Disclaimer: I do not own Digimon

Summary: The day that Ruki realises her father is never coming back.

For Kaito Lune

They think I can't remember it, mother and grandma, but I do. I remember it all, down the shape of the clouds in the sky, every detail of the day my father left me, and never came back.

I was young at the time, and saw little of either of my parents. My mother was flighty and constantly bringing home the latest in designer clothing for her child to model, treating me like a doll that had nothing to say, and was simply there to smile and look pretty. It was left to my grandmother to provide the necessities, regular meals, a clean home and whatever semblance of routine she could wrangle my mother into complying with.

My father didn't do anything for me. He worked, and contributed toward the family income, but my arrival had been unexpected, and I think he felt bereft when my mother's, however misguided attentions turned to me and me alone. Maybe he envied me, as some parents do when the other is more affectionate with the child than they feel comfortable with being. He held me like a doll, stiff and careful, as if unsure what to do with me.

I know that he didn't resent me, not really, but he hadn't been prepared for the burden of fatherhood. Perhaps that had been one of the stipulations set down before he married my mother, that they would have a few years to themselves before trying for any children. I can see it now, mother studiously adhering to her birth control for a while, forgetting just that one time, and then bang, along comes baby.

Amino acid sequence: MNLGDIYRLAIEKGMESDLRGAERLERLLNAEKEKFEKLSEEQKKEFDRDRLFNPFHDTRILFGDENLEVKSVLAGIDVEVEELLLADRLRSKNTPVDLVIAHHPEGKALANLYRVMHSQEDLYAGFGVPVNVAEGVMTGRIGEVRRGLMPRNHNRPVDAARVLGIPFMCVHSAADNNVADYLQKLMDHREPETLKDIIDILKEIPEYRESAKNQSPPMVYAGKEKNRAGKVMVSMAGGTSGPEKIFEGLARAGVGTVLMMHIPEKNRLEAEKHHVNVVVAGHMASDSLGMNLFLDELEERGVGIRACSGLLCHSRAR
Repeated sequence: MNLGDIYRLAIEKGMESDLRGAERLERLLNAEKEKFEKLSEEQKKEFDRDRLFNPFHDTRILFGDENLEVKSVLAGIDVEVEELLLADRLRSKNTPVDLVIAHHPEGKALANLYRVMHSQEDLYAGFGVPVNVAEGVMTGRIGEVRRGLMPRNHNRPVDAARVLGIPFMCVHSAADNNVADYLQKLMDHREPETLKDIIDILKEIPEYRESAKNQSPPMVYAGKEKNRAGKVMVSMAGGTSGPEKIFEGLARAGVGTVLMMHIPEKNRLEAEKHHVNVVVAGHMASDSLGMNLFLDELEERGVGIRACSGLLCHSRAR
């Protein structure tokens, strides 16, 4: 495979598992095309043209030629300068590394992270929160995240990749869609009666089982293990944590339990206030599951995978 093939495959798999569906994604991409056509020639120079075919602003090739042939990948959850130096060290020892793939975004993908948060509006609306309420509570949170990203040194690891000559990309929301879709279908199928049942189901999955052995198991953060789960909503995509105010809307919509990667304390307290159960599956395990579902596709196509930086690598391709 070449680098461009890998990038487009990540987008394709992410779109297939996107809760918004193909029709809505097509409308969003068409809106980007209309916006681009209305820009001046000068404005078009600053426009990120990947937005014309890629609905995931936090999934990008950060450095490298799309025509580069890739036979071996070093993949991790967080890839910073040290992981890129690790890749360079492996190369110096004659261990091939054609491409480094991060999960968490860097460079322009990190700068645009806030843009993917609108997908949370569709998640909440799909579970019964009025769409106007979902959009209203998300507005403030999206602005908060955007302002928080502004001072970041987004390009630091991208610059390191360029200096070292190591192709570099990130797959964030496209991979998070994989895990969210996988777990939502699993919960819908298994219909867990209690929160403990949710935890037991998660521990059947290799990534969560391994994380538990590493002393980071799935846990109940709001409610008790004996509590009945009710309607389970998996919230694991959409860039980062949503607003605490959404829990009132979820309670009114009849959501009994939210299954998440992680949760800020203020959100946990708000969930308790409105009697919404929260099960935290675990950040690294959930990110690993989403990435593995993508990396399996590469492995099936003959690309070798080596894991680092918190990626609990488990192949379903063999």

She's careless that way. I was born ten days before their first wedding anniversary.

It was cloudy, the day he left, an expectant tension in the air as if it were preparing to rain, tension not unlike that which I felt build up in the house all that day, with my parents shouting louder and louder until finally mother screamed at him to leave and the front door slammed, the peal of shattering crystal colliding with it mere moments later. The figurine she had thrown after him had been a wedding gift.

I remember grandma's gentle chiding for me to go to bed when she found me outside mothers door, listening to the sobbing coming from within. I remember her crying herself when her attempts at comforting mother degenerated into an argument and yet more feelings were hurt.

I was the only one who didn't cry that day, because I knew what my mother couldn't bring herself to acknowledge yet, that we would have to live without him, and in a way I had a head start. He had never been a real part of my life, always distant and distracted, and therefore I could neither bring myself to hate him or to want him back. I would make my own way, without any of them, because in the end they were all going to hurt me anyway, if I let them.

I lit a candle that night and prayed for myself, for the strength to not need anyone. I still loved them, but I didn't want to need them.

It was my independence day, and I would never be the same.